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Staffing in Nursing Homes

Chronic understaffing has been a serious problem in nursing homes for decades and has been exacerbated by the COVID-19 pandemic. While there are numerous factors contributing to this problem, one major cause is the lack of adequate minimum staffing standards at both the state and federal levels. Minimum standards ensure that staffing will not fall to a level that would be harmful to residents. 

Report: State Nursing Home Staffing Standards

Twenty years after a Centers for Medicare & Medicaid Services (CMS) study found that at least 4.1 hours per resident day (hprd) of direct care nursing staff time are needed just to prevent poor outcomes, state staffing requirements, with a few exceptions, are nowhere near that recommended level. Despite what is known about the relationship between staffing levels and quality care, staffing standards in almost every state remain severely low.

Consumer Voice's 2021 report presents staffing requirements from each state and analyzes how they compare to each other and to levels recommended by research conducted for the federal government.

Residents have waited decades for adequate staffing around the clock. Ongoing and robust advocacy is needed at both the federal and state levels to provide residents with the care to which they are entitled and that they deserve.


Relationship Between Staffing and Quality of Nursing Home Care

Minimum Staffing Levels - The many problems residents can experience as a result of inadequate staffing include higher mortality rates; decreased physical functioning; increased antibiotic use; more pressure ulcers; catheterization; urinary tract infections; higher hospitalization rates; and more weight loss and dehydration

Registered Nurse (RN )Time - Studies have shown a relationship between greater RN presence in facilities and higher quality of care.

Evidence-based Staffing Recommendations

Minimum Staffing Levels - A landmark report by CMS in 2001 recommended a daily minimum standard of 4.1 hours of total direct care nursing time per resident.

Twenty-four Hour Registered Nurse - Three Institute of Medicine studies have recommended that at least one RN be on duty at all times.

Federal Statute and Regulation

Neither federal statute nor regulation requires a minimum staffing standard or an RN around the clock. There is no minimum number of direct care nurse and nursing assistant hours per resident per day required by the federal government; nor is there any requirement for a specific ratio of nursing staff to residents.

The chart in Appendix B, State Nursing Home Staffing Standards Chart, presents each state’s staffing regulations. The Guide to the Chart (Appendix A) includes a description of the definitions/terminology used and explains how state standards were converted to hours per resident per day.

Analysis of State Staffing Standards

State Requirements: Total Nursing Staff Time - With one exception - the District of Columbia, state standards fall far short of the recommended staffing standard.

State Requirements by Type of Nursing Staff -

  • No state standard meets the recommended staffing standard of .75 hours per resident day (hprd) for RNs.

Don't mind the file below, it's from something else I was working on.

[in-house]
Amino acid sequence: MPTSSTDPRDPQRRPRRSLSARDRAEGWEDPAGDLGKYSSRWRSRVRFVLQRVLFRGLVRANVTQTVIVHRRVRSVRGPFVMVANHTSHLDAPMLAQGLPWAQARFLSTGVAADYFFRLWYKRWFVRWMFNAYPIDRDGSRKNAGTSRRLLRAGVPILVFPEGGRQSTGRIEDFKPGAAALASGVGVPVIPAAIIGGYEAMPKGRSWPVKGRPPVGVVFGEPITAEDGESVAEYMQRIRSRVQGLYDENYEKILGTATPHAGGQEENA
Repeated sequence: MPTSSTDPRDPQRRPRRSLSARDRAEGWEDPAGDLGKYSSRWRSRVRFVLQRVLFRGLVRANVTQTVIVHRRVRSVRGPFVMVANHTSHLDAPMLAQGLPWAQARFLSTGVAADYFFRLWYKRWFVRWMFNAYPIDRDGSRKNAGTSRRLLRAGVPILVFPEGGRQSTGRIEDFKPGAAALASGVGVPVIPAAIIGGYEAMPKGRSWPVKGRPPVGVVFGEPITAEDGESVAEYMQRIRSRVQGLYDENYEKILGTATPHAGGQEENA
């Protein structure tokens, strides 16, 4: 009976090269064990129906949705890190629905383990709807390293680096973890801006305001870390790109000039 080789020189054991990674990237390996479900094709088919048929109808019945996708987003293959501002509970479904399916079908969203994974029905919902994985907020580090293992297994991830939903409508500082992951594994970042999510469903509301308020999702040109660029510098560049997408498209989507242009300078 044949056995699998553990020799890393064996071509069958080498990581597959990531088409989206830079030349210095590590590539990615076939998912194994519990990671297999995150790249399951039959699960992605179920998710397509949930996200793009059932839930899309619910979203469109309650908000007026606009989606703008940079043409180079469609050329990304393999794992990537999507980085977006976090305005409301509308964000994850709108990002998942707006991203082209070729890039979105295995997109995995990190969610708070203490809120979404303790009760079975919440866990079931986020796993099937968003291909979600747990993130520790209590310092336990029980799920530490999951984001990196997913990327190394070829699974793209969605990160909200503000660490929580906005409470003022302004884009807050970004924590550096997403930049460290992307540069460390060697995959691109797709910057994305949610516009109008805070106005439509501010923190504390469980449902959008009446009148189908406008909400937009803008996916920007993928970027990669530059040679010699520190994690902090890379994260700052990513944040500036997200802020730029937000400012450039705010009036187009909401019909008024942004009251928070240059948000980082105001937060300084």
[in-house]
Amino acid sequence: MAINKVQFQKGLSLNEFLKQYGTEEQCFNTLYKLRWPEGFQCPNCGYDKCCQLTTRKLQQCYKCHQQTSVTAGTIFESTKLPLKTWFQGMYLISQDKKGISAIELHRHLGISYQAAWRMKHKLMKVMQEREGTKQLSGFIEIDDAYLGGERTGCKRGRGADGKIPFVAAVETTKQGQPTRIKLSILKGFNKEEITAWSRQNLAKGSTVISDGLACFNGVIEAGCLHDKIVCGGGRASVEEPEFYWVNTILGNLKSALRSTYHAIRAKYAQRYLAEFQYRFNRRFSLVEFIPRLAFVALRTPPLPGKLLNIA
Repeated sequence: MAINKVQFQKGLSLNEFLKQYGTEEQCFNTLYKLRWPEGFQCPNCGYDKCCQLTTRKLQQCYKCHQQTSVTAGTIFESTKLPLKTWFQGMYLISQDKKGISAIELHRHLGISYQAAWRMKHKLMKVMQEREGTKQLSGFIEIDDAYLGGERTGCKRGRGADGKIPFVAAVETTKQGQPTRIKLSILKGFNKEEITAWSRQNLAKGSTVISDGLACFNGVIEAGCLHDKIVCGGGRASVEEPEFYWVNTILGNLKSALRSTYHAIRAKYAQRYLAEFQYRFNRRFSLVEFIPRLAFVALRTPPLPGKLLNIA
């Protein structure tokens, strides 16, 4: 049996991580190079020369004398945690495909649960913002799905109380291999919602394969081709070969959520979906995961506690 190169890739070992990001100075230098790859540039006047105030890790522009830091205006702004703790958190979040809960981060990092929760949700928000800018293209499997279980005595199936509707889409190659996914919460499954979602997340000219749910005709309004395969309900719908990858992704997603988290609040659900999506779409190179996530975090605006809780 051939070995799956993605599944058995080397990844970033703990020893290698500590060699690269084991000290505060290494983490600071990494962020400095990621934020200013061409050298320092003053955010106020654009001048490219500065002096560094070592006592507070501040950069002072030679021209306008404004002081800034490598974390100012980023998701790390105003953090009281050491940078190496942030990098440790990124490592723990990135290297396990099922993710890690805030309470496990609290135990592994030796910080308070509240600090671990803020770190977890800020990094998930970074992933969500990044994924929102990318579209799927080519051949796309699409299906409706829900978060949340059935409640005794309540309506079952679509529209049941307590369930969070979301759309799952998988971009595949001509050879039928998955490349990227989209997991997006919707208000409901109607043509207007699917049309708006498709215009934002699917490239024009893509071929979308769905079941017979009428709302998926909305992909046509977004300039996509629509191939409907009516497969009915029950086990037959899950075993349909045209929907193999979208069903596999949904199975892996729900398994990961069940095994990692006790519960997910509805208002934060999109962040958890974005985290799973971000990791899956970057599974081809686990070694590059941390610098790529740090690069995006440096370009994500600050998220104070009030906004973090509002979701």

• The vast majority of states do not require a specific hprd for Certified Nurse Aides/Nurse Aides (CNA/NAs).
  • Direct care staff requirements vary across the country.  Eighteen states have no direct care minimum requirement.

State Requirements by Shift - Seven states set staffing standards by eight-hour shifts.

Twenty-four Hour Registered Nurse

Only six states require an RN 24/7 at all facilities, regardless of the number of beds. An additional eight states require an RN 24/7 based on facility size.

Resident Voices on Staffing

Research and Reports

  • The Need for Higher Minimum Staffing Standards (2016)
    This report eviews how nursing homes have serious quality problems, in part, because of inadequate levels of nurse staffing.  The report by Charlene Harrington, John F. Schnelle, Margaret McGregor and Sandra F. Simmons discusses the relationship between nursin ghome quality and staffing and the barriers to staffing reform.  Multiple studies have demonstrated a need for higher minimum nurse staffing standards in nursing homes as it is shown to have a positive relationship with nursing home quality.  Yet, many barriers prevent the implementation of higher staffing standards like concerns about cost and enforcement and strong nursing home industry political opposition.

  • Appropriateness of Minimum Nurse Staffing Ratios in Nursing Homes - Report to Congress: Phase II Overview: Background, Study Approach, Findings, and Conclusions This purpose of this report is to complete the Report to Congress that was mandated by Public Law 101-508 which required the Secretary to report to the Congress on the appropriateness of establishing minimum caregiver ratios for Medicare and Medicaid certified nursing homes. A Phase I report of preliminary findings was delivered to Congress in July 2000.

  • Nurse Staffing Standards Recommended by Consumer Voice: In 1998, Consumer Voice's members approved what are widely known as the Consumer Voice Minimum Staffing Standards for nursing homes.

  • Consumer Perspective on Quality Care (Executive Summary) This 1985 document is still a seminal study of quality care as defined by the experts -- nursing home residents themselves. It recounts the research, discussions and findings of a Consumer Voice survey of 400 residents in 15 cities and shows their strong endorsement of nurse staffing as the most important component of care.